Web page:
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### 4D.23 7th Ed.

Posted: Tue Jan 29, 2019 7:55 pm
The question asks to calculate the standard enthalpy formation of dinitrogen pentoxide from the info:
2NO+O2–>2NO2 delta H= -114.1kJ
4NO2+O2->2N2O5 delta H= -110.2 kJ
I’m confused on how to do this. The solutions show to add the first reaction with half of the second, but why are you allowed to multiply the second equation by 1/2. Then after it adds the two up it says the enthalpy of the reaction equals the enthalpy of formation of N2O5 minus twice the enthalpy formation of NO, how is that so? Can you step by step explain this problem, thank you!

### Re: 4D.23 7th Ed.

Posted: Wed Jan 30, 2019 10:17 am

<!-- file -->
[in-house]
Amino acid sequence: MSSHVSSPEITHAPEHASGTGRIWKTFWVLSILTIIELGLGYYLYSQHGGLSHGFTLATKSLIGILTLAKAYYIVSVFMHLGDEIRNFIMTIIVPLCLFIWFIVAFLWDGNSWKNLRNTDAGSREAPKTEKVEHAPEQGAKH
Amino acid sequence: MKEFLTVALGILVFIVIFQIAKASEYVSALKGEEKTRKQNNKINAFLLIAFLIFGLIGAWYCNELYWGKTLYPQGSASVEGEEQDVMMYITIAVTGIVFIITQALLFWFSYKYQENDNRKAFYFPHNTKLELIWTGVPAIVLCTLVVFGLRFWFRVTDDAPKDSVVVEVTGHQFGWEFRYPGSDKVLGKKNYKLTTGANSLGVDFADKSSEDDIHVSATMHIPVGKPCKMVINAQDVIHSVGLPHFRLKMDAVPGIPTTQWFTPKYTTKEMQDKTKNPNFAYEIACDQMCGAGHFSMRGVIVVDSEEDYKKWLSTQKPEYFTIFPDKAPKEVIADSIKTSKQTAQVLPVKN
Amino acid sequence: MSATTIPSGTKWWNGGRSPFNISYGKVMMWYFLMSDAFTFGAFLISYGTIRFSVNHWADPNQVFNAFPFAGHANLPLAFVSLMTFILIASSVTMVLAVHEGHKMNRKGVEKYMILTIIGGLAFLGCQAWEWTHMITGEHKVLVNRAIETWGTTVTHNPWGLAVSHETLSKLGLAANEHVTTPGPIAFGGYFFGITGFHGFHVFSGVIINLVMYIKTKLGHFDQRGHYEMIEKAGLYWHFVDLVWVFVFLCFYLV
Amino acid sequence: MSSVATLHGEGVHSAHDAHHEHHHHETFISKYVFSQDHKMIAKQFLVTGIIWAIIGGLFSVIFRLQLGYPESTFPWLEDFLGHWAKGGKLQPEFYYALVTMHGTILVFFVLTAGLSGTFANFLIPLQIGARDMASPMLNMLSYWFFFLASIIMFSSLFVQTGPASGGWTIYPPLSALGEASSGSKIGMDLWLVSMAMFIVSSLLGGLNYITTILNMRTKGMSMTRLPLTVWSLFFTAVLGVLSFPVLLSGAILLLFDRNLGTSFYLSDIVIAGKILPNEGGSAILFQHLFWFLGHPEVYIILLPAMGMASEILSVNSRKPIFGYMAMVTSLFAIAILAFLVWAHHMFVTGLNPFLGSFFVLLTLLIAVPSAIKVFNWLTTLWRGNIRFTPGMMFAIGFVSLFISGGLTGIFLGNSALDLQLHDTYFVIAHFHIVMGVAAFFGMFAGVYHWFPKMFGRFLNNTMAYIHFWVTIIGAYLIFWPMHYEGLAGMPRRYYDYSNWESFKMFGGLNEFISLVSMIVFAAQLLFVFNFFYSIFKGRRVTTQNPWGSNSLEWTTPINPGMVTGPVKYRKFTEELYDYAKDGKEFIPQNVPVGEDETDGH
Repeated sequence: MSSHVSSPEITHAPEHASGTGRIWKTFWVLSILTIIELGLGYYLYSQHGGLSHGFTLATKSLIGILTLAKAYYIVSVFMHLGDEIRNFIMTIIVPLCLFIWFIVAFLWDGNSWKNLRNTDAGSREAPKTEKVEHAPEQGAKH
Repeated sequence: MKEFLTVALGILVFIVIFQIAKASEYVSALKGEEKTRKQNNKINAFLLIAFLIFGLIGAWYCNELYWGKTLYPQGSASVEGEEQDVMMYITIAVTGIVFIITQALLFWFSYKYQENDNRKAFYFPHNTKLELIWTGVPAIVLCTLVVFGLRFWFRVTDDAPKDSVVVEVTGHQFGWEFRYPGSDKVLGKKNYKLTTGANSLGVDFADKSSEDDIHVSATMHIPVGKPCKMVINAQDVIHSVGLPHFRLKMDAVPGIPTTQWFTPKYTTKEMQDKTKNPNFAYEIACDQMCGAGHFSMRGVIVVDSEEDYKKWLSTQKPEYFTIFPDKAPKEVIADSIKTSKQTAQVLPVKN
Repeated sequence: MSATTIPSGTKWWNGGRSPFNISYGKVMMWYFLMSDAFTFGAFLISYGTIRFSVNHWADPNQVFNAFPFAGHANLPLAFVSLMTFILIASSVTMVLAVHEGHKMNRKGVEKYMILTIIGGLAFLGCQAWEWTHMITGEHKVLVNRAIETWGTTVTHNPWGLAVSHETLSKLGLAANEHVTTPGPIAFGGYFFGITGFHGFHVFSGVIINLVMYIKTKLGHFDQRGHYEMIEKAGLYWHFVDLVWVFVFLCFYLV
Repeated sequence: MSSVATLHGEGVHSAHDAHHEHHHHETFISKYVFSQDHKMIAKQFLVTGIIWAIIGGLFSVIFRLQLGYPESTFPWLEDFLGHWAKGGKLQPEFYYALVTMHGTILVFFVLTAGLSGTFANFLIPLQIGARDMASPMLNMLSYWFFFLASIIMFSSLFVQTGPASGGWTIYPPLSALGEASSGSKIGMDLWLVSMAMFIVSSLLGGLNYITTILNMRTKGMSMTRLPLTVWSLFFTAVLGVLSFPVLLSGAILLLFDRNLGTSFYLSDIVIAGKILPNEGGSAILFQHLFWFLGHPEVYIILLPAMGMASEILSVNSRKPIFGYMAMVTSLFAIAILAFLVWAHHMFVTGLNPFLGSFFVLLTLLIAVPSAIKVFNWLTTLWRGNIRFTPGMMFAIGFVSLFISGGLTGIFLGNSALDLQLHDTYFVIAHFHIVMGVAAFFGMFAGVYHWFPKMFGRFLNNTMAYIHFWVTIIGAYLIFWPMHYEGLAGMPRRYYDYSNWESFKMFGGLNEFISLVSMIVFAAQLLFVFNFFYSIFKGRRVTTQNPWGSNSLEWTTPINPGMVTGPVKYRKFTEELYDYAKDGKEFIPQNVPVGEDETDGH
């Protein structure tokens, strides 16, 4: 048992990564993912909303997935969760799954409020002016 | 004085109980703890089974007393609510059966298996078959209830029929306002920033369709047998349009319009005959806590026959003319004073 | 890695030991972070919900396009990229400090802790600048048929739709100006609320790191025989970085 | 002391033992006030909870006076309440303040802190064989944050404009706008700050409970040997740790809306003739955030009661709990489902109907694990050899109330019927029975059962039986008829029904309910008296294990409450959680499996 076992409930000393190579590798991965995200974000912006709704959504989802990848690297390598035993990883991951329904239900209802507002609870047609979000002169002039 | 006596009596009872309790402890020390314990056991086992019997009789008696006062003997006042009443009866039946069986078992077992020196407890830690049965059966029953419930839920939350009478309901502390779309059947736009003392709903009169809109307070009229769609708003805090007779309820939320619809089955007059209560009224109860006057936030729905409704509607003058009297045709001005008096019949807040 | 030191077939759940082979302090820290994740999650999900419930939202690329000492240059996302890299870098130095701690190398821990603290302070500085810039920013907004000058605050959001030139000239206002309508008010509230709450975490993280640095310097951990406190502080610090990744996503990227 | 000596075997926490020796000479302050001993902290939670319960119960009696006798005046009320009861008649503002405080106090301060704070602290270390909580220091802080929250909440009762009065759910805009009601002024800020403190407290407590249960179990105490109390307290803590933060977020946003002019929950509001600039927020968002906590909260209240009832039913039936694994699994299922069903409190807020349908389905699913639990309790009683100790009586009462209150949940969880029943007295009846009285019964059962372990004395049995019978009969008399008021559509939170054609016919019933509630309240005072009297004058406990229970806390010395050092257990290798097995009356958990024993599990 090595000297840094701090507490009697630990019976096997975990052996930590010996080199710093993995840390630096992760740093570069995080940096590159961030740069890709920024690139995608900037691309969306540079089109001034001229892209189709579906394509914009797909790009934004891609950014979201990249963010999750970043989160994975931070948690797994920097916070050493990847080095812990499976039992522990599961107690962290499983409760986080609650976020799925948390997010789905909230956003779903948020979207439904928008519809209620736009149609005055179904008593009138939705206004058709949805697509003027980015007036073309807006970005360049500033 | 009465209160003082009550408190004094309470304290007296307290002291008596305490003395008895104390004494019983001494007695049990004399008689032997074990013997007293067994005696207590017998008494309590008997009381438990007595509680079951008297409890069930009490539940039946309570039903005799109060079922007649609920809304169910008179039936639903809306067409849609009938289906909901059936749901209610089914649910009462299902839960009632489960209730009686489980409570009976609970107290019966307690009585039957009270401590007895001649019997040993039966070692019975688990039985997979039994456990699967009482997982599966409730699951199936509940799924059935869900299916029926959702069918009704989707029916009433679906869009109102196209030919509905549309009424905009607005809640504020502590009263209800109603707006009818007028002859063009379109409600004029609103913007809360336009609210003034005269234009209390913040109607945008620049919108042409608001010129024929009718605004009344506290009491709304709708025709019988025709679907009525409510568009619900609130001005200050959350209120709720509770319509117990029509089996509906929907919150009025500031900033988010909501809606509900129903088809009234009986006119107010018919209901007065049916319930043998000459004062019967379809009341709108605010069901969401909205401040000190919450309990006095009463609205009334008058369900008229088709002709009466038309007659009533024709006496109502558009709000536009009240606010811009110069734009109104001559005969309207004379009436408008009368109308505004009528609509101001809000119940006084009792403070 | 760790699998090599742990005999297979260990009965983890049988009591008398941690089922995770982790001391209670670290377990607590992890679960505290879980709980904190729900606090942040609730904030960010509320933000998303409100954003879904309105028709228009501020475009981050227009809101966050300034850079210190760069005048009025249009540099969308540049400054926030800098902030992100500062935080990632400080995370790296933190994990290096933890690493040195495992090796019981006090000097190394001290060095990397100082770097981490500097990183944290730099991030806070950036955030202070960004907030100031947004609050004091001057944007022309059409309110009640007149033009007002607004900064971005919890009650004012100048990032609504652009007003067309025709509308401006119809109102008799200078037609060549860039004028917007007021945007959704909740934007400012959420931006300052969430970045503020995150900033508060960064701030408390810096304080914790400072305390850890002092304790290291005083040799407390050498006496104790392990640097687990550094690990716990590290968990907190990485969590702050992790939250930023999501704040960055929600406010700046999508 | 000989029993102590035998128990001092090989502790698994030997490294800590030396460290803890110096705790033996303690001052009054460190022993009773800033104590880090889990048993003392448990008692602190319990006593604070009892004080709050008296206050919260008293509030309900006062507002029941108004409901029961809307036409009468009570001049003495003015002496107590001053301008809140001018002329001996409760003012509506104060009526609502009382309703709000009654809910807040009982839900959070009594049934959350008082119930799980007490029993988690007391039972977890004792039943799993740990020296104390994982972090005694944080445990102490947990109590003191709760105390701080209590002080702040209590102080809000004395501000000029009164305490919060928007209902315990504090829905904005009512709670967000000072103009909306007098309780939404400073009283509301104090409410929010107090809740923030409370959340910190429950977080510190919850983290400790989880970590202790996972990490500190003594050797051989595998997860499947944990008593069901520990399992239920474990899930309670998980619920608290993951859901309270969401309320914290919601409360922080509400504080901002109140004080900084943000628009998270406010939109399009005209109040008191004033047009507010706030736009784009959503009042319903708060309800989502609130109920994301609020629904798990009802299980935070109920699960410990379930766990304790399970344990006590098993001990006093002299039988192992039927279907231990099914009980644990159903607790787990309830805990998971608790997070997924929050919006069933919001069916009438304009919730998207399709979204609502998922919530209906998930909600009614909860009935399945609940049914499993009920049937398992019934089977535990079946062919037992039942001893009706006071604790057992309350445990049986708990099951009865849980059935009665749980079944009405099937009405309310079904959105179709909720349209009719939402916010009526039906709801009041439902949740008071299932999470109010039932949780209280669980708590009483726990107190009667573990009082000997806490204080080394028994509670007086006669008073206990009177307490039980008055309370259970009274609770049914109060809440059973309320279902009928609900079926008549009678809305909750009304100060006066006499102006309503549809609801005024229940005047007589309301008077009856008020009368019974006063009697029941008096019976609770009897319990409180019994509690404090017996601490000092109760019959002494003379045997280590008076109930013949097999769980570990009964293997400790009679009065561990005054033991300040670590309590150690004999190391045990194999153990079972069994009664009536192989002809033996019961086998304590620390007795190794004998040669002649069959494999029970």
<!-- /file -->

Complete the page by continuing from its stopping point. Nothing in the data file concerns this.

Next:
For this problem, we want to cancel out NO2 using Hess's Law because that's the only component for which we don't know the standard enthalpy of formation for. To cancel this, we multiply the second equation by 1/2 and add the two equations. Remember to adjust the standard enthalpies of the reactions as you manipulate the equations. Adding the equations results in
2NO + 3/2O2 --> N2O5
Delta H = -114.1 + (-55.1) = -169.2KJ
Now, we use Delta Hrxn = (nHf(products))-(nHf(reactants))
-169.2KJ = (1)Delta Hf(N2O5) - (3/2)Delta Hf(O2) - (2)Delta Hf(NO)
-169.2KJ = Delta Hf(N2O5) - 0 - 2(90.25)
Delta Hf(N2O5) = 11.3KJ